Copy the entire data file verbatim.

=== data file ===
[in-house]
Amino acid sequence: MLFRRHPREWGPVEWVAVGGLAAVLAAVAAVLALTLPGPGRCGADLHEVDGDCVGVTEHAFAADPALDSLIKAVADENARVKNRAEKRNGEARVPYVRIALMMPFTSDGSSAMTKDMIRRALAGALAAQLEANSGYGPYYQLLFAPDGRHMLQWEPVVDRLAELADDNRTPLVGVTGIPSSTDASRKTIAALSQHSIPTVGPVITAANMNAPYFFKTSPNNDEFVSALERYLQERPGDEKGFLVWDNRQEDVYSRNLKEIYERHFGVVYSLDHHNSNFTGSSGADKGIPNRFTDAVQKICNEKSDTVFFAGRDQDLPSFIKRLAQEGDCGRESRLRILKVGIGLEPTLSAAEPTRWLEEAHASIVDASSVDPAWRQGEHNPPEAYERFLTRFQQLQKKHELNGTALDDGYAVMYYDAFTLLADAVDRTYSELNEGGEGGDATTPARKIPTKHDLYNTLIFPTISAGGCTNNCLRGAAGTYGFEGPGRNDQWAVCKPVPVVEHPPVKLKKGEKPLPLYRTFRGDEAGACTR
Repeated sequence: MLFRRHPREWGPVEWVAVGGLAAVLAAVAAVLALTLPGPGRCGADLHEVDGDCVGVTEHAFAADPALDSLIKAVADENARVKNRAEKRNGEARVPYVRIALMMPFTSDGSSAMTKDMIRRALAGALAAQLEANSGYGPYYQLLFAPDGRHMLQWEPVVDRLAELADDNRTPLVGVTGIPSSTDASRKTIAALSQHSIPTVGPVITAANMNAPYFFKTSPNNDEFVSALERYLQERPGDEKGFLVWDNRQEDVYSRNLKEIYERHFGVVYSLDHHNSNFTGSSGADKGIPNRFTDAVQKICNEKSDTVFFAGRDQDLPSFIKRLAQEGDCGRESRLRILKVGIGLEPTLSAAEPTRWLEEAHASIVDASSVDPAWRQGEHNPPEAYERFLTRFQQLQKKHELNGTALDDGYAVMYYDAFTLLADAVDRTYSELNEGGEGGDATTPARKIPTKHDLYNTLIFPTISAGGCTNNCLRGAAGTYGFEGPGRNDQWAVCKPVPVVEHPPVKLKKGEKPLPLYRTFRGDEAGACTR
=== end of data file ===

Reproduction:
[in-house]
Amino acid sequence: MLFRRHPREWGPVEWVAVGGLAAVLAAVAAVLALTLPGPGRCGADLHEVDGDCVGVTEHAFAADPALDSLIKAVADENARVKNRAEKRNGEARVPYVRIALMMPFTSDGSSAMTKDMIRRALAGALAAQLEANSGYGPYYQLLFAPDGRHMLQWEPVVDRLAELADDNRTPLVGVTGIPSSTDASRKTIAALSQHSIPTVGPVITAANMNAPYFFKTSPNNDEFVSALERYLQERPGDEKGFLVWDNRQEDVYSRNLKEIYERHFGVVYSLDHHNSNFTGSSGADKGIPNRFTDAVQKICNEKSDTVFFAGRDQDLPSFIKRLAQEGDCGRESRLRILKVGIGLEPTLSAAEPTRWLEEAHASIVDASSVDPAWRQGEHNPPEAYERFLTRFQQLQKKHELNGTALDDGYAVMYYDAFTLLADAVDRTYSELNEGGEGGDATTPARKIPTKHDLYNTLIFPTISAGGCTNNCLRGAAGTYGFEGPGRNDQWAVCKPVPVVEHPPVKLKKGEKPLPLYRTFRGDEAGACTR
Repeated sequence: MLFRRHPREWGPVEWVAVGGLAAVLAAVAAVLALTLPGPGRCGADLHEVDGDCVGVTEHAFAADPALDSLIKAVADENARVKNRAEKRNGEARVPYVRIALMMPFTSDGSSAMTKDMIRRALAGALAAQLEANSGYGPYYQLLFAPDGRHMLQWEPVVDRLAELADDNRTPLVGVTGIPSSTDASRKTIAALSQHSIPTVGPVITAANMNAPYFFKTSPNNDEFVSALERYLQERPGDEKGFLVWDNRQEDVYSRNLKEIYERHFGVVYSLDHHNSNFTGSSGADKGIPNRFTDAVQKICNEKSDTVFFAGRDQDLPSFIKRLAQEGDCGRESRLRILKVGIGLEPTLSAAEPTRWLEEAHASIVDASSVDPAWRQGEHNPPEAYERFLTRFQQLQKKHELNGTALDDGYAVMYYDAFTLLADAVDRTYSELNEGGEGGDATTPARKIPTKHDLYNTLIFPTISAGGCTNNCLRGAAGTYGFEGPGRNDQWAVCKPVPVVEHPPVKLKKGEKPLPLYRTFRGDEAGACTR